an aspect of due process and requires that the meaning of a penal statute be determinable. A statute is void for vagueness if it fails to give adequate notice to people of ordinary intelligence concerning the conduct it proscribes, or if it invites arbitrary and discriminatory enforcement.
United States v. Clark, 912 F.2d 1087, 1089 (9th Cir. 1990) (quoting Schwartzmiller v. Gardner, 752 F.2d 1341, 1345 (9th Cir. 1984) (citations omitted)).

As in Clark, St. Cyr challenges the statutes "as applied" and not on their face. A plain reading of the statutes in question does not require guesswork as to their meaning. St. Cyr acknowledges that "§ 841(a)(1) quite clearly prohibits the manufacture, distribution, and possession with intent to distribute marijuana[,]" [Mem. in Supp. of Motion at 2,] but she believed that "no government agency had any interest in prosecuting [Christie] or his Ministry" [id. at 4]. Thus, the CSA provided sufficient notice to St. Cyr that she may be held criminally responsible.

As to the RFRA, St. Cyr argues that its scope is too broad, and requires courts to scrutinize its application on a case-by-case basis, thus rendering it incapable of ordinary understanding. To the contrary, the pertinent language of the RFRA is clear. Does the CSA "substantially burden" St. Cyr's exercise of religion? St. Cyr establishes that the sacramental use of marijuana is integral to the practice of her religion. However, her claim that cultivating marijuana and providing it to the THC congregation are religious "necessities" is merely stated without any support. But, even assuming she could make the requisite showing of religious practice and substantial burden, it is clearly established that the propagation and sale of hundreds of marijuana plants as a part of one's religious practice is not protected conduct and, even if it were, such activity is outweighed by a compelling governmental interest and prohibitions are enforced in the least restrictive means. Guerrero, 290 F.3d at 1222-23; Bauer, 84 F.3d at 1559. The Court therefore concludes that the RFRA and CSA provide sufficient notice and are not unconstitutionally vague as applied to the conduct alleged against St. Cyr.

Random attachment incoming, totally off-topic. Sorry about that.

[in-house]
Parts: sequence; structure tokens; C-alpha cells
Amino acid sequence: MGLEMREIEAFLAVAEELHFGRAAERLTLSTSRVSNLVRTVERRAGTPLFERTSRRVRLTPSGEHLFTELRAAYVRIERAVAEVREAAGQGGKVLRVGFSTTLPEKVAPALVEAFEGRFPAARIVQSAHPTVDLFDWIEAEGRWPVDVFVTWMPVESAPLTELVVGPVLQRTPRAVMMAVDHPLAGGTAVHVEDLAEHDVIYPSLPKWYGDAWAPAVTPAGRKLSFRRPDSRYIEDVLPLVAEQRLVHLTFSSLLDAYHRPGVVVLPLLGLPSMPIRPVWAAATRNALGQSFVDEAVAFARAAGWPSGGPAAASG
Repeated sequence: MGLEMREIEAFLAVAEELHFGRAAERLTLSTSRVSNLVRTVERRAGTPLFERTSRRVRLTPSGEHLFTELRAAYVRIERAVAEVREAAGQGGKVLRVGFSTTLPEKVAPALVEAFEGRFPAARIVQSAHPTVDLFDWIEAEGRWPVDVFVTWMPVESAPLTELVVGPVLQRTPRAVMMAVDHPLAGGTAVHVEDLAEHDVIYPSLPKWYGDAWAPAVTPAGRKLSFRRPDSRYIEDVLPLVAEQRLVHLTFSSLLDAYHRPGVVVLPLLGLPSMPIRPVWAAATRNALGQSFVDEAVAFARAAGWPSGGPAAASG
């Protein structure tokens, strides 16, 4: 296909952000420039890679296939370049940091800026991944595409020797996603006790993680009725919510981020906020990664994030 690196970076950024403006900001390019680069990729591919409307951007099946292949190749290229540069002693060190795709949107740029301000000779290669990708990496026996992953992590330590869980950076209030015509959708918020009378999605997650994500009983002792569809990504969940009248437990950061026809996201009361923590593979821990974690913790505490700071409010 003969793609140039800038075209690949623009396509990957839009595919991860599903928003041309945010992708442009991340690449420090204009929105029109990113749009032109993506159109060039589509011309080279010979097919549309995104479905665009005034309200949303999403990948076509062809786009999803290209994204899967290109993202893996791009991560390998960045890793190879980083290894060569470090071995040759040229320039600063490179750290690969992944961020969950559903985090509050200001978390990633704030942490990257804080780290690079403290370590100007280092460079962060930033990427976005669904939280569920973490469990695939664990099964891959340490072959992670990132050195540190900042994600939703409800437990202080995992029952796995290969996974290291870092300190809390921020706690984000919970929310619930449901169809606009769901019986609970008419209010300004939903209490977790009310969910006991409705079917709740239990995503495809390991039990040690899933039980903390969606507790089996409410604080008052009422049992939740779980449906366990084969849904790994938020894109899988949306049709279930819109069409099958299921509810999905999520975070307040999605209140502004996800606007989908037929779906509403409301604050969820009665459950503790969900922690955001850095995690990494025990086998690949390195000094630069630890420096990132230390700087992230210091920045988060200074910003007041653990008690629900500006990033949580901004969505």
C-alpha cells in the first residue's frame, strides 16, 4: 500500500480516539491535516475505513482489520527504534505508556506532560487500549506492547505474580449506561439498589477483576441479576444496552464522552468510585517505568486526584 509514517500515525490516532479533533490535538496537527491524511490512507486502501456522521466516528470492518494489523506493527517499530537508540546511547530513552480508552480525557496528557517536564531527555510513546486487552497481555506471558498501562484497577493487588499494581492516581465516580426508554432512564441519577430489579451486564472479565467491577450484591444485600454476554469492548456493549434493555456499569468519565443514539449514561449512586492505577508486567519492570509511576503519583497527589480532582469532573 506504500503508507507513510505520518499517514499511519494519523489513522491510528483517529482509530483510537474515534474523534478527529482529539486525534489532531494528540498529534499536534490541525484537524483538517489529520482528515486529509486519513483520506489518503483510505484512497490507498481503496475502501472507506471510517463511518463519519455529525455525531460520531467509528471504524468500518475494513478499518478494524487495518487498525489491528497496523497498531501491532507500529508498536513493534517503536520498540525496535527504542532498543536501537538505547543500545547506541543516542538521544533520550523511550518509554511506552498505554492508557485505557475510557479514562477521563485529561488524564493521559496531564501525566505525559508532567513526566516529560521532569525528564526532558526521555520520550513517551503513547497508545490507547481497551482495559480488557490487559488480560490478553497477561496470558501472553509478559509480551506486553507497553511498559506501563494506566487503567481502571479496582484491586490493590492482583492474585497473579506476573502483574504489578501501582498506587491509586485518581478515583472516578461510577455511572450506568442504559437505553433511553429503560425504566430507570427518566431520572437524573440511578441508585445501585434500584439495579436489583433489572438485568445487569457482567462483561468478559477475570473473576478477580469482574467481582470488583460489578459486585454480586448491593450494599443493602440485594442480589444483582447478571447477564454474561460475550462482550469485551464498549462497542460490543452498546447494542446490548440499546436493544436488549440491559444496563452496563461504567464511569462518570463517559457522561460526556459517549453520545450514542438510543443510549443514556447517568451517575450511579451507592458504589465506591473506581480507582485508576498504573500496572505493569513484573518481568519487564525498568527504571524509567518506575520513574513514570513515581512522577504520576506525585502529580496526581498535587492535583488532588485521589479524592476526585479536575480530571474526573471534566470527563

On the basis of the foregoing, Defendant Sherryanne L. St. Cyr's Motion to Dismiss Indictment for Unconstitutional Vagueness, filed on December 3, 2012, the Joinder filed by Defendant Roger Cusick Christie on December 7, 2012, and the Joinder filed by Defendant Aaron George Zeeman on December 10, 2012, are HEREBY DENIED.




Leslie E. Kobayashi

United States District Judge

Summaries of

United States v. Christie

May 20, 2013
CR. NO. 10-00384(02) LEK (D. Haw. May. 20, 2013)
Case details for

United States v. Christie

Case Details



Date published: May 20, 2013


CR. NO. 10-00384(02) LEK (D. Haw. May. 20, 2013)